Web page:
This minor aberration is more than made up for by Ab Intio Ad Finem (The Opera) which runs for nearly 11 minutes. It begins with a musical box kind of sound before a march gradually takes over. Some churchy organ creeps in and after 2 minutes, an excellent organ/tribal drum jam ensues and after a minute or two, some delightful flute chips in. It then becomes a guitar freak out, before flute leads the band back into a pastoral section, before everything takes off again on a wild jazzy jam at around the 7 minute mark. Although the churchy organ outro seems a tad predictable when it arrives, I still think this is probably my favourite tune.

Facilis Descencus Averni is a different beast altogether, perhaps even more jarring than the most manic moments of Dorian Deep. There's crazed laughter, more poetry, a garish instrument (I can't figure out what ... perhaps a distorted organ) that reaches in and almost tears at one's ears, and a another high-powered jam, with a drastic switch to a meditative flute passage ... before the great jazzy vocal part restates itself.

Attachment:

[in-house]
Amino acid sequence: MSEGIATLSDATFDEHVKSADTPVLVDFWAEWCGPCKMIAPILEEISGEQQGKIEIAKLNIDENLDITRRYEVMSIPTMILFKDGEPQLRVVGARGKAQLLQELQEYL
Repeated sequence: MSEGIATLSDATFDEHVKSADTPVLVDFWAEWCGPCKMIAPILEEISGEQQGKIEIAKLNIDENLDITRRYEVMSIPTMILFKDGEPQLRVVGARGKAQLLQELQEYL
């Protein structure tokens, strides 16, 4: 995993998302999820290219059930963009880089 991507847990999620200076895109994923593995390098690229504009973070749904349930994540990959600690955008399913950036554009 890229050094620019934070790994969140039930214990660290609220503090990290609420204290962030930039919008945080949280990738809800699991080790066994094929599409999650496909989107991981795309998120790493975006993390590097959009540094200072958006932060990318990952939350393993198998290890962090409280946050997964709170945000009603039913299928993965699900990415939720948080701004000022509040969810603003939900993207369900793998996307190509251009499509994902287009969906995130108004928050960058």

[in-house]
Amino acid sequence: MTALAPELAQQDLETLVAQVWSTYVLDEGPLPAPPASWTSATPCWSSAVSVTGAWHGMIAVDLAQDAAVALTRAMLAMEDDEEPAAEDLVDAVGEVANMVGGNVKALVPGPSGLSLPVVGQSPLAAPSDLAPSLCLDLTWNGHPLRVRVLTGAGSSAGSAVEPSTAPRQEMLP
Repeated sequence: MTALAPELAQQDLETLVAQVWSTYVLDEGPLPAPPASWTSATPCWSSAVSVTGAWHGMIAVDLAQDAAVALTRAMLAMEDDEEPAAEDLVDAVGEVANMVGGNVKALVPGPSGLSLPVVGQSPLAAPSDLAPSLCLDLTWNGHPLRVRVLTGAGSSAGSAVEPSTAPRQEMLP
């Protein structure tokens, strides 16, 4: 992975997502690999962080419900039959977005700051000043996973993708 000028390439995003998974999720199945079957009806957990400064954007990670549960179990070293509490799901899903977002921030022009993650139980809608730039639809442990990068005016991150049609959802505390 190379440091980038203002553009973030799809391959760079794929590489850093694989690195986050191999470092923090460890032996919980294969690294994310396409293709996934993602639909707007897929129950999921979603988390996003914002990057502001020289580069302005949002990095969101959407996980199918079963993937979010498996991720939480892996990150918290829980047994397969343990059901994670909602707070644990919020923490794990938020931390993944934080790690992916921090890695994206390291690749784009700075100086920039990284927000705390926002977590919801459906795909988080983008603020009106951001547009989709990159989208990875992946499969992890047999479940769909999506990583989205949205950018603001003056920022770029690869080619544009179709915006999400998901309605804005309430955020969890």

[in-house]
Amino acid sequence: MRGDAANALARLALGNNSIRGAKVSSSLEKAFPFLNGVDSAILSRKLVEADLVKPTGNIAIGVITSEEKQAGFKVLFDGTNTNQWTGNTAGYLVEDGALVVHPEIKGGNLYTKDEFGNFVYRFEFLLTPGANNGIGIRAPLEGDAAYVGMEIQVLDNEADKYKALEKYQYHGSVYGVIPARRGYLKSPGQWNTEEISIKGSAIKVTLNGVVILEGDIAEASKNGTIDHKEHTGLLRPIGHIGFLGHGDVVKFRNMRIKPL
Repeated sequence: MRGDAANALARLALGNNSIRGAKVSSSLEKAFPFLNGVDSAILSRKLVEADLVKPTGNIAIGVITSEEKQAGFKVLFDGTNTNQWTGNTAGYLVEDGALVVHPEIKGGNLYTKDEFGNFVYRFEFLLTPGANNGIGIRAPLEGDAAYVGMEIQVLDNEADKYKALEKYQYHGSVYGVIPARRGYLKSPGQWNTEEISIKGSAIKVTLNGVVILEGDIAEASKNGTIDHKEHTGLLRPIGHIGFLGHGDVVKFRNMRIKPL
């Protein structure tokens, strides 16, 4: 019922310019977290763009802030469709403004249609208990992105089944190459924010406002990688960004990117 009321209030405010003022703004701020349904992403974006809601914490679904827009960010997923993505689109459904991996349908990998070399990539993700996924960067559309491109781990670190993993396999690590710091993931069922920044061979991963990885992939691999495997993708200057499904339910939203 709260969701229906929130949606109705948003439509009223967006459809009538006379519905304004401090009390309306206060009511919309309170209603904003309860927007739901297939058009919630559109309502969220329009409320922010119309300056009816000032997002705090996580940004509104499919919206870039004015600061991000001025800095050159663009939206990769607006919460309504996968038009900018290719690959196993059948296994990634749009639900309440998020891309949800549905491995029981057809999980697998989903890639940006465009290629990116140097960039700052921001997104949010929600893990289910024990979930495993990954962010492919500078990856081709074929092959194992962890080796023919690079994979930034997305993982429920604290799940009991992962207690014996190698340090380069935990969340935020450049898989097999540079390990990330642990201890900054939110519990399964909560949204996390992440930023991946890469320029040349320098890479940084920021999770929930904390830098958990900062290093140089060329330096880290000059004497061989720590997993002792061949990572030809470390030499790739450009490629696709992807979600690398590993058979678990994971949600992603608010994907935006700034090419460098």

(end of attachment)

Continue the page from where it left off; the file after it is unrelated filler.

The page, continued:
There is a vibe that reminds me occasionally of Quintessence and at other times of Iron Butterfly, but Marsupilami probably has more to offer the average prog fan than either of these two bands. The intermitently off-key vocals may put some off, but I love these sort of rare prog albums, by bands who were indisputably prog, yet were done before the likes of Yes, Genesis and ELP hit their peak.

Wapassou - 1978 - Ludwig: Un Roi Pour l'Eternite

Wapassou 
1978 
Ludwig: Un Roi Pour l'Eternite


01. Ludwig (34:02)
02. Le Lac de Starnberg 1886 (1:16)
03. L'Adieu au Roi (2:10)
04. Hymne au Nouveau Romantisme (6:25)

- Freddy Brua / keyboards
- Karin Nickerl / guitars
- Jacques Lichti / violin
- Veronique Nickerl / vocals
- Marc Dolisi / synthesizers